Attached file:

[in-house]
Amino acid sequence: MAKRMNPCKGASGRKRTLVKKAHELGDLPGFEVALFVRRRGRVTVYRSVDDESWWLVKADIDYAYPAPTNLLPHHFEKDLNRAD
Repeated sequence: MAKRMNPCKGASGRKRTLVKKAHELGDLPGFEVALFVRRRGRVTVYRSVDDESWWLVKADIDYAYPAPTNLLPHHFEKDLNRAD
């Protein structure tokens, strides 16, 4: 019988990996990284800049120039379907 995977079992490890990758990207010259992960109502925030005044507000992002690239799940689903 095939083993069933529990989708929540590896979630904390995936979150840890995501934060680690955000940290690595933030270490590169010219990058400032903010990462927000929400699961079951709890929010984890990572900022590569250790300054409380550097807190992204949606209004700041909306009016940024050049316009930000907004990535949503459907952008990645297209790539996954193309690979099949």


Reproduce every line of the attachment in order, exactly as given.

[in-house]
Amino acid sequence: MAKRMNPCKGASGRKRTLVKKAHELGDLPGFEVALFVRRRGRVTVYRSVDDESWWLVKADIDYAYPAPTNLLPHHFEKDLNRAD
Repeated sequence: MAKRMNPCKGASGRKRTLVKKAHELGDLPGFEVALFVRRRGRVTVYRSVDDESWWLVKADIDYAYPAPTNLLPHHFEKDLNRAD
């Protein structure tokens, strides 16, 4: 019988990996990284800049120039379907 995977079992490890990758990207010259992960109502925030005044507000992002690239799940689903 095939083993069933529990989708929540590896979630904390995936979150840890995501934060680690955000940290690595933030270490590169010219990058400032903010990462927000929400699961079951709890929010984890990572900022590569250790300054409380550097807190992204949606209004700041909306009016940024050049316009930000907004990535949503459907952008990645297209790539996954193309690979099949």